Tag Archives: Gender Differences

What Does Your Car’s Color Say About You?

What Does Your Car’s Color Say About YouFor starters, there is a strong possibility that your favorite car color gives away your gender.

A new report from iSeeCars.com reveals that men and women prefer different color cars.

Can you believe that men are more likely to search for red, orange, black, white, green and gray cars while woman opt for silver, brown, gold, beige, blue and yellow vehicles?

Men and Women Prefer Different Color Cars

According to the search and compare car website, these trends were exposed after studying search inquiries over a 12 month timespan. The site reports “hundreds of thousands of consumers” consult iSeeCars.com for information about new and used cars, but did not include the exact number of men and women who participated in this study.

Nevertheless, the statistics are compelling. Here is the list of male preferred vehicle colors and the likeliness of men searching for these cars over women:

  • MEN are 3 percent more likely to search for RED cars
  • MEN are 8 percent more likely to search for ORANGE cars
  • MEN are 6 percent more likely to search for BLACK cars
  • MEN are 0 percent more likely to search for WHITE cars
  • MEN are 8 percent more likely to search for GREEN cars
  • MEN are 0 percent more likely to search for GRAY cars

Women, on the other hand, seem to prefer completely different car colors.

  • WOMEN are 2 percent more likely to search for SILVER cars
  • WOMEN are 1 percent more likely to search for BROWN cars
  • WOMEN are 3 percent more likely to search for GOLD cars
  • WOMEN are 7 percent more likely to search for BEIGE cars
  • WOMEN are 6 percent more likely to search for BLUE cars
  • WOMEN are 2 percent more likely to search for YELLOW cars

Why Do Men and Women Prefer Different Car Colors?

What Does Your Car’s Color Say About YouiSeeCars.com has some hypotheses about why, according to this report, men and women prefer different color cars. For instance, red, black and orange are popular colors for sports cars. All the while, white is the most popular shade for pickup trucks.

Similarly, silver, brown, gold and beige are often seen on minivans, sedans and station wagons – if at all. In the report, iSeeCars.com states that “Brown and gold/beige are not common car colors – only making up about 4 percent of the 30 million used car listings.” And even though women prefer blue cars 3.6 percent more than men, the most popular blue car is a minivan.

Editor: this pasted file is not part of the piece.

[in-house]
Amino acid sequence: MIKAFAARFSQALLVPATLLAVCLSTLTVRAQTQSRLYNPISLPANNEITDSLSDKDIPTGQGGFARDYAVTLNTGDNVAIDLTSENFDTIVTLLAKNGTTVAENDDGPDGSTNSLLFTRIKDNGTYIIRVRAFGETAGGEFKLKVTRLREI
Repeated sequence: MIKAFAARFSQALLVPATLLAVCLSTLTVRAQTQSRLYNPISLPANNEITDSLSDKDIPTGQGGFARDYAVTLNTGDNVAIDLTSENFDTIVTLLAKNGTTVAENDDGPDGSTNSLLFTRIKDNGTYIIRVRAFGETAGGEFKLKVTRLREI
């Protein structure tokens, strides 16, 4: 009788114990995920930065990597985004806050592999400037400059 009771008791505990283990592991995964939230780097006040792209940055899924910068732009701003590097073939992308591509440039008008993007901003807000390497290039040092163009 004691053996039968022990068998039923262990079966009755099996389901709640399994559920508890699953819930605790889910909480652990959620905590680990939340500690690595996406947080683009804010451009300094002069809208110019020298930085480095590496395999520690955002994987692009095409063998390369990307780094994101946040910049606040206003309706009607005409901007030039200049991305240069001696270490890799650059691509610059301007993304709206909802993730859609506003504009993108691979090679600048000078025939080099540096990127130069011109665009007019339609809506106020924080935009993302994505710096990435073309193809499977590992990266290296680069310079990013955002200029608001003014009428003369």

Therefore, it appears men are looking for sports cars and pickup trucks while women search for dependable family vehicles.

Further research could be done on this subject, but for now, it is interesting to read what one search and compare car website found when designating searches by gender. More so, it brings up an age-old question: “what does your car say about you?”

Read more Segmation blog posts about color theory:

Wacky and Wonderful Art Cars www.segmation.com

Vehicle Safety and Car Color

Why Are School Buses Yellow?

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Blue is for Boys, Pink is for Girls

Blue is for Boys and Pink is for GirlsMany expecting parents are going with a new trend; they are painting nurseries neutral colors. Are people trying to get away from common childhood stereotypes? Whoever said blue is for boys and pink is for girls?

Even though it is true today, color has not always perceived this way. Before the middle of the 20th century, children were not assigned gender specific colors. In fact, there is a lot of debate about the masculinity of the color pink; how some of the world’s most honorable men wore dresses; and what colors really attribute to males and females.

Is the pendulum swinging back to center? Are neutral-colored parents taking a stance against societal norms? Or is this saying true: blue is for boys and pink is for girls?

The Masculine Color Pink

Pink can be seen in the men’s sections of most clothing stores – even if it is not always referred to as pink. Some men opt to call it, “salmon.” Regardless of title, the point is this: a lot of men look good in this color.

Back in the day, pink was not seen as a “dainty” color or overly feminine, as it is today. Actually, during World War II this color was used in military combat – and there is nothing feminine about war.  At one point, the British painted an entire militia of warships pink. They thought this hue would blend in at dusk. The tactic was used to confuse the Germans. Did it work?

Honorable Men Wore Dresses

When Franklin Delano Roosevelt was two and a half years old, he was pictured wearing a long white dress with shiny black shoes and long curly hair. His mother was not mistaken about his gender – this look was appropriate for boys in the late 19th century. In fact, during this era, it was appropriate for boys to wear dresses until the age of seven. White cotton dresses went well with white cloth diapers. They were functional and easy to clean.